Lead can get into your tap water if it sits in old lead pipework in your home. Our partner, Anglian Water, shares information on how to keep your water lead-free.
Pregnant women and parents will be making healthy decisions every day about the food and drink they consume or give to their little ones. We all know drinking water is a vital part of a healthy diet, but have you ever thought about checking if your pipes may be causing lead to enter your drinking water?
The risk of lead poisoning these days is very low, as lead isn’t now usually used in household products such as paint and food containers. If your house was built before 1970, there’s a small chance it may contain lead pipes, which can cause lead to enter into your drinking water.
Lead can also get into your water supply in other ways, such as from the use of lead solder, even though this was banned for use in 1987 on drinking water plumbing systems or from certain brass fittings.
Exposure to lead can be especially harmful to unborn babies and children aged 10 and under.
The risk of lead poisoning is low, but where the build up of lead does occur it can be harmful. This is why the World Health Organisation recommends everyone should minimise their exposure.
During pregnancy and early life, babies and children absorb more lead than adults due to their growing bones and other organs, which lead can form deposits in.
Where it does occur it can cause developmental delay and learning difficulties in children. However there are some simple, cheap things you can do at home to reduce exposure to lead in drinking water.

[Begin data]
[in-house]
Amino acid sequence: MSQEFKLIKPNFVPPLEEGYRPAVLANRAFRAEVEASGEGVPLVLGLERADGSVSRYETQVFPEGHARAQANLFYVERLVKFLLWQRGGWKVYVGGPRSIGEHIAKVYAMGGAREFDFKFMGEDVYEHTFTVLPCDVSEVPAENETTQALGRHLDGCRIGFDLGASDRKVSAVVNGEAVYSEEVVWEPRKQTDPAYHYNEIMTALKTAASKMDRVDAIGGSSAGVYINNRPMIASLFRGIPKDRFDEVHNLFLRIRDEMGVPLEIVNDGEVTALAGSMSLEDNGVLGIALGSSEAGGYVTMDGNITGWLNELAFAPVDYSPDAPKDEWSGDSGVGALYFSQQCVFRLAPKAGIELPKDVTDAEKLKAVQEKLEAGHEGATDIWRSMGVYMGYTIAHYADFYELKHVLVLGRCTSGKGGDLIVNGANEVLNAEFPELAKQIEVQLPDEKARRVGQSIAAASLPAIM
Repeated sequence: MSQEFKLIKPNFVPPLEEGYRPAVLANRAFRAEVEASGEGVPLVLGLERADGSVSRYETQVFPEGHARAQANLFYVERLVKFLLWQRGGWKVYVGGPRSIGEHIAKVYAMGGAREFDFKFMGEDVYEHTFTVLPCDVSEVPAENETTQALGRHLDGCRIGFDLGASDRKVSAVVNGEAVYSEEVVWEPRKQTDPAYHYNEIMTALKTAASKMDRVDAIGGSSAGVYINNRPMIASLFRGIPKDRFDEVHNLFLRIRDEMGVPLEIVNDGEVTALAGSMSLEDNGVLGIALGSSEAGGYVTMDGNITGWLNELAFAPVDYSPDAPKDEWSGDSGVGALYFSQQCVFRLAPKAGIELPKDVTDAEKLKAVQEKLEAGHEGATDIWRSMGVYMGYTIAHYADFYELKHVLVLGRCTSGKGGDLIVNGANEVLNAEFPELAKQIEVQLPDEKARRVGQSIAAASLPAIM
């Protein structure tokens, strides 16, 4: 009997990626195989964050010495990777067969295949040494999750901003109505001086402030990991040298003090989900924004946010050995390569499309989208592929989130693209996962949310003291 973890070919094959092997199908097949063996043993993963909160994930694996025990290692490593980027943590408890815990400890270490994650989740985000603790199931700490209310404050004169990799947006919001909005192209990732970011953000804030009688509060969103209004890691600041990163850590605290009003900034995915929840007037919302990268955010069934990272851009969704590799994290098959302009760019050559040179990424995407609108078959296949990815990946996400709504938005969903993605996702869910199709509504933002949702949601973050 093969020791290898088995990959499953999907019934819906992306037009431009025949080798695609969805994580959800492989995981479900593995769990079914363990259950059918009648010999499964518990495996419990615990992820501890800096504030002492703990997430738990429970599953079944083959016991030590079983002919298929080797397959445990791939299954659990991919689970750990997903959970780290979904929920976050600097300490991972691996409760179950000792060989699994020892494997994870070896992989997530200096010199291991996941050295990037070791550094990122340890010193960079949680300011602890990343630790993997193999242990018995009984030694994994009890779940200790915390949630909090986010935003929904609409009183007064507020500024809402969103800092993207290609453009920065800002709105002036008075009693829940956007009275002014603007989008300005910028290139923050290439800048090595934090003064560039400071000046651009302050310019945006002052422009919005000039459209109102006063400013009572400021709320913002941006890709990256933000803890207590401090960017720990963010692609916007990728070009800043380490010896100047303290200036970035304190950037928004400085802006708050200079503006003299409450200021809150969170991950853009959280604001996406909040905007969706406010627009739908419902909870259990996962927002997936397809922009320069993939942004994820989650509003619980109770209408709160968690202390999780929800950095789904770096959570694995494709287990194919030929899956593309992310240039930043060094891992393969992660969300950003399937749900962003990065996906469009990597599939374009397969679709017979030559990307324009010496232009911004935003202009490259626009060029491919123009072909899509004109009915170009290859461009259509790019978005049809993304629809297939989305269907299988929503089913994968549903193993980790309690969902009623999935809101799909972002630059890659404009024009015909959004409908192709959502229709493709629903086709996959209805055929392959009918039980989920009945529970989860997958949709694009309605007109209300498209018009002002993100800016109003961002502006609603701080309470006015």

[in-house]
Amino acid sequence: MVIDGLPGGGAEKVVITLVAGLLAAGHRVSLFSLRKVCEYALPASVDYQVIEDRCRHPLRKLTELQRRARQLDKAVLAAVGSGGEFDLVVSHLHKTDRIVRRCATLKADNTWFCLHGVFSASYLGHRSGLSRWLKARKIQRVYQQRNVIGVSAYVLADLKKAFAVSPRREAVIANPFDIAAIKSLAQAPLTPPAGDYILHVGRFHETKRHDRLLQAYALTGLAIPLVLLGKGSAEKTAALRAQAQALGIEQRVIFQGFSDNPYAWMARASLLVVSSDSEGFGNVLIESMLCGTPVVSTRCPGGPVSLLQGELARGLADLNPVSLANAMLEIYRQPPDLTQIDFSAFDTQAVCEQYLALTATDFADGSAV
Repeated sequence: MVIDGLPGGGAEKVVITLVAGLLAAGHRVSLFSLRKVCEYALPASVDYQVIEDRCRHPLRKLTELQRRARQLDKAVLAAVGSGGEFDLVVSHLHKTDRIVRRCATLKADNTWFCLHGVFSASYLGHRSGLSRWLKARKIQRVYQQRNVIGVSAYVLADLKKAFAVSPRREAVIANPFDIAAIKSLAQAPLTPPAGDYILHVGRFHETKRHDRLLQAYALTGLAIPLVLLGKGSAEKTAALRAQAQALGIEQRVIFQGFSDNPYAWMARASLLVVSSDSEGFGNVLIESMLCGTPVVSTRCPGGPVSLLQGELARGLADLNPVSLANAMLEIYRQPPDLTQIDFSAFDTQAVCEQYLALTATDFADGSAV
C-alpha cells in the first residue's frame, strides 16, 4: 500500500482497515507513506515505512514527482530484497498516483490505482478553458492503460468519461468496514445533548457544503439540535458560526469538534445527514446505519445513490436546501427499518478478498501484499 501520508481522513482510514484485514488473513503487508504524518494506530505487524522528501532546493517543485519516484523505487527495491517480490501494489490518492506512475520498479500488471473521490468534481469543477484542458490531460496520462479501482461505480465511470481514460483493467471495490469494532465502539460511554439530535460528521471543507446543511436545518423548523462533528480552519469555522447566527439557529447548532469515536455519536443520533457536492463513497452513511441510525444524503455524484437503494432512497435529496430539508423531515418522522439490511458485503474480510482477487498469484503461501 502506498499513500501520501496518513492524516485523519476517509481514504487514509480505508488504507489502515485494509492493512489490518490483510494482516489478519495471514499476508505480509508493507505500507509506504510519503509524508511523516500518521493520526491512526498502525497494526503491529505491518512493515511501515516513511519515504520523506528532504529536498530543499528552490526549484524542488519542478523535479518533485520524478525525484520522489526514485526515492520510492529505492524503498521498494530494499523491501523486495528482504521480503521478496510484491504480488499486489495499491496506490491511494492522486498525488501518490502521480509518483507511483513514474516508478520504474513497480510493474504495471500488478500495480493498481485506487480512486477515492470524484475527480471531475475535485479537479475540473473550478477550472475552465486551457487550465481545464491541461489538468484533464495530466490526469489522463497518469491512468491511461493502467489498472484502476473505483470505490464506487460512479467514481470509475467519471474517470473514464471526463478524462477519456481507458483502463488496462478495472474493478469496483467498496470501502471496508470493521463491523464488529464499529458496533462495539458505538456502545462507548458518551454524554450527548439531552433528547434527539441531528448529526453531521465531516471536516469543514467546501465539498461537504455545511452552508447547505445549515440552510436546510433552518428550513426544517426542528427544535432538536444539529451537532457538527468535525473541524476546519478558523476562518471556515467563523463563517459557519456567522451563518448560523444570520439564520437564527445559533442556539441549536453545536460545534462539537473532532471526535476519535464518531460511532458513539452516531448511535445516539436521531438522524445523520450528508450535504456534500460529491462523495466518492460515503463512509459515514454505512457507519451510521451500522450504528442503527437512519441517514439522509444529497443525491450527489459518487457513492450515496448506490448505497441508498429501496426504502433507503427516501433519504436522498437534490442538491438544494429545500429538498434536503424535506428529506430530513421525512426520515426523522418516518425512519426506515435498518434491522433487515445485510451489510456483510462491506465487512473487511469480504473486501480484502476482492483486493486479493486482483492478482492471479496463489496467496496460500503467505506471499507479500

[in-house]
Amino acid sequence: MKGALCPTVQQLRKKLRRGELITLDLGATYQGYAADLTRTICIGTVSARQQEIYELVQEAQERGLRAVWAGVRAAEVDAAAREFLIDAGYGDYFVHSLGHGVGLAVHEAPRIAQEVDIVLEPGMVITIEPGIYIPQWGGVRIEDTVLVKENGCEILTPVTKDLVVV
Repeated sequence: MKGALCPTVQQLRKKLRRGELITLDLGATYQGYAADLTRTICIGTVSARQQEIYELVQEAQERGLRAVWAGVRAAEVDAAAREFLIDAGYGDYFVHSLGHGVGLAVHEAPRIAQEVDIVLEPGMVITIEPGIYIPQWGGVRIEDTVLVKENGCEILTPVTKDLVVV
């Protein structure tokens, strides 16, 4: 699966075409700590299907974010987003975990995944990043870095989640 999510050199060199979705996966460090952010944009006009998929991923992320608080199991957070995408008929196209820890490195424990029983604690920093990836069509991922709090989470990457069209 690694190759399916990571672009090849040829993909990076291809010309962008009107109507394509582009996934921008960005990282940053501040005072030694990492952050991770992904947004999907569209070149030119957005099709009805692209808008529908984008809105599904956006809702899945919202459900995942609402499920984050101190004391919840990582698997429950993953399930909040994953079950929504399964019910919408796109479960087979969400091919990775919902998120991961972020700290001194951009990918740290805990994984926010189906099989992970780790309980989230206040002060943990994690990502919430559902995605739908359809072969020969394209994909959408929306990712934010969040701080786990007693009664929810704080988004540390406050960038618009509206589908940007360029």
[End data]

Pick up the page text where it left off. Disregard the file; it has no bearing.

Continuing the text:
If your property was built before 1970, you can do some simple checks around your home to see if you have lead pipes. These are really easy to do, but if you have any concerns or are unsure please contact your Water Company who will be able to advise you.
Most Water Companies will offer a free testing service, where they will take a sample of water and test it for lead.
Not sure who your Water Company is? You can find out by checking out WaterUK
Most water samples tested will contain below the legal limit of lead, providing reassurance that no further action is required.
Where further action is required your Water Company will contact you to discuss the next course of action with you.
To find out if you have lead pipes inside your home, first, you should find the pipe leading to your internal stop tap and the kitchen tap. It’s usually under your kitchen sink or in the downstairs toilet.
Unpainted lead pipes will be dark grey or black, and their joints will look swollen. You could try and gently scrape the pipes with a coin. If they’re lead, a shiny silver strip will appear.
Another way to check is to tap the pipe with a metal object. A lead pipe will produce a dull thud rather than a clear ringing.
You may not always be able to see the pipework, so if your property was built before 1970 please contact your water company for further advice.
You could also try some of the simple measures below to reduce any potential lead in your water supply.
Lead has the potential to dissolve into drinking water when the water has been in contact with lead pipe or a source of lead for a few hours or longer. So, if you have lead pipes or a source of lead such as solder, here are some simple steps to minimise the risk of lead getting into your water: